So we have an environment room that heats the solar panels to 90 degrees Celsius, then cools down to minus 40 degrees Celsius, and then goes back to 90 degrees Celsius.
According to the test, we will do 200 to 800 times.
It takes one month for 200 cycles and four months for 800 cycles.
Occasionally, we will see some panel performances rock solid.
Others will reduce the number of acceptable
Could drop by a few percentage points.
But some people fell off the cliff. In some cases -
There is a complete failure and the output is zero.
So far, we have tested 19 different panel types from 15 different manufacturers.
\"We did six different tests.
Some have to do with the hot and humid environment, others have to do with the dry and desert climate.
Most customers don\'t understand all the different aspects of our review, so we go out and visit customers and explain our findings.
Suppliers have access to technology reviewed by industry experts, while manufacturers have access to complex buyers in markets they may not be able to reach.
Overall, the testing process could be up to 6 months for an in-depth reliability assessment.
Manufacturers can then say \"tested by PVEL\" and they will get a detailed report.
Meydbray pointed out that it is currently on the long-term-
Performance and potential defects.
\"Technical diligence and quality are the latest hot topics, and people say a lot about the industry being a time bomb that will explode on our faces (
Due to panel degradation).
We did not see that.
What we have seen is that mass production without defects has performed very well.
At the same time, people in history believe that zero defects.
But what happened in manufacturing.
A complete assumption of zero defects is never the right one.
If investors think so, they are deceiving themselves.
This is our goal.
\"With the maturity of the solar industry, it will start to be like other mature industries.
But not yet.
For example, insurance companies have not focused on performance --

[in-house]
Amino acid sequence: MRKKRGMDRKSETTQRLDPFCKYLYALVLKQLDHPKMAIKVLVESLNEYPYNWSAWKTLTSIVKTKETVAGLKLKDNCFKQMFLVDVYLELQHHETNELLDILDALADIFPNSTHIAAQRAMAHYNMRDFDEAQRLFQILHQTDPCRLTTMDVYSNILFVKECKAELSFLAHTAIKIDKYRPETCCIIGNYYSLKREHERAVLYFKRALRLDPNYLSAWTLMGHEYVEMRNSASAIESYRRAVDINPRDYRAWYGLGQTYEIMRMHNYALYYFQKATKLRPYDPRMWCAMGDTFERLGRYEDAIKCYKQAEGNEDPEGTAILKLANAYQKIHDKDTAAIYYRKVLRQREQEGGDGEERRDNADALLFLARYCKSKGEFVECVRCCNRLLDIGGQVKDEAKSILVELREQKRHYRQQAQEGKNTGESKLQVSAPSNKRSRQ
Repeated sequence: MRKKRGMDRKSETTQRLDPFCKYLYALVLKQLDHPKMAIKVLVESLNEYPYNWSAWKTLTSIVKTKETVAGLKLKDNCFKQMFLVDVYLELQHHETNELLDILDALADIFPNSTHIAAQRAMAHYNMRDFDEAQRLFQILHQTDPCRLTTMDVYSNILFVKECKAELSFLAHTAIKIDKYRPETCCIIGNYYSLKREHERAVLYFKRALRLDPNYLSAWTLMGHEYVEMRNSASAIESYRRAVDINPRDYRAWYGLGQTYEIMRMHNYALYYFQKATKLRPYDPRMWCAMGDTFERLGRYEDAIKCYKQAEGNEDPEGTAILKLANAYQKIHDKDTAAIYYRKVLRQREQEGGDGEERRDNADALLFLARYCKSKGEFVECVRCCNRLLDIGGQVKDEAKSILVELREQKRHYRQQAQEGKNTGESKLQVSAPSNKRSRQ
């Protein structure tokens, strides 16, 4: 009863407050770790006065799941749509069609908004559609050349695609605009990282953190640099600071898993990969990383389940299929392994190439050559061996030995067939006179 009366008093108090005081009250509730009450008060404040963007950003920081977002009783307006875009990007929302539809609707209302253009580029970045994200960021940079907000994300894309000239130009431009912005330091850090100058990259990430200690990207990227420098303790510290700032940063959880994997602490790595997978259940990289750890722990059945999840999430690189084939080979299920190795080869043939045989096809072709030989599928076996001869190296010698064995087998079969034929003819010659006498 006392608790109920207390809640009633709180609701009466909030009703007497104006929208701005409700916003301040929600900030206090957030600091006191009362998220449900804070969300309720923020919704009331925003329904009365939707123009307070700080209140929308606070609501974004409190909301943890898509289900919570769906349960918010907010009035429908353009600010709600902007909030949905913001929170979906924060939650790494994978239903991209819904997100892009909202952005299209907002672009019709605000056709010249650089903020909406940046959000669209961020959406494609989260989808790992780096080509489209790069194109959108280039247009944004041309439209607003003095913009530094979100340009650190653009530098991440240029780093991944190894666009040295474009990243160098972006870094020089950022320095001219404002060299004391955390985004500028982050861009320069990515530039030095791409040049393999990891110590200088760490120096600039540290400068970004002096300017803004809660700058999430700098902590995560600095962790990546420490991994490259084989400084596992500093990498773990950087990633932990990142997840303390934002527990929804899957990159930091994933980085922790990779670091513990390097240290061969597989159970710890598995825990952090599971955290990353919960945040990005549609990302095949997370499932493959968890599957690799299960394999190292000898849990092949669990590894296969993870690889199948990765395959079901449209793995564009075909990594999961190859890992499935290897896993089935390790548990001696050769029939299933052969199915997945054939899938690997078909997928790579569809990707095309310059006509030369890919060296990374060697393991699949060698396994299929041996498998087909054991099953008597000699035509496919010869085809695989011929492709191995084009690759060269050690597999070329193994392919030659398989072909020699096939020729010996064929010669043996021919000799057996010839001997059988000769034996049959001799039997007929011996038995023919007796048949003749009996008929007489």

Related question: \"Insurance in this industry is constantly changing and developing.
There is no dominant insurance product yet.
We \'ve been talking to all the insurance companies that want to get into this area-because what we\'re doing is very important to understand the risks they\'re taking out.
We are discussing with them how to get them to check.
In theory, insurance premiums should be reduced through quality control checks.
In addition, it should help to increase the debt service ratio.
There is no experience in the debt service industry.
The solar industry is a growing teenager.
It is consolidating and maturing.
By 2015 and 1000, we may grow from 100 manufacturers to 2016.
By then, institutional capital will see more sophisticated quality control.
\"At the same time, photovoltaic Evolution Labs are at the forefront of these issues, both in the United StatesS. , and overseas.
Meydbray commented that other markets may need quality control more than the USS.
\"We are talking to some people in China, Japan, Latin America and the Caribbean.
There is similar demand in other emerging markets.
In the past, for example, Japan worked only in Japanese modules where guarantors were stronger, companies such as sharp and Sanyo.
But now that Chinese modules are entering these markets, investors are worried about the quality of new products.
In China, high quality modules usually go into Europe and the United States. S.
Lower quality modules remain at home or are shipped to Africa or other Asian countries.
At the end of our conversation, I asked medbray about his final thoughts.
It\'s not surprising that I got a thoughtful response.
\"2014 is the 60 th anniversary of the first solar panel.
Bell solar cells-original solar panels-
Still working at AT&T Museum
Polysilicon technology is very mature.
We know it can last 25 years or more, 35 years or 40 years.
Today comes down to quality and materials.
If you build them up, they can last for decades.
But in the current market, the price of the panel is slightly higher than the cost of the material, which creates the incentive to cut corners, so investors really need to do their homework.
Our goal is to avoid serious black eyes in the solar industry and keep things of poor quality out of the US.
I think our basic point is when people ask, \"How much risk should we be afraid of in this industry ? \"?
I always ask, how much homework have you done?
It\'s like getting into a test.
Don\'t be afraid if you\'re ready.
It is entirely possible to have a solid grasp of the material today.
You don\'t need to make assumptions when you can make actual measurements.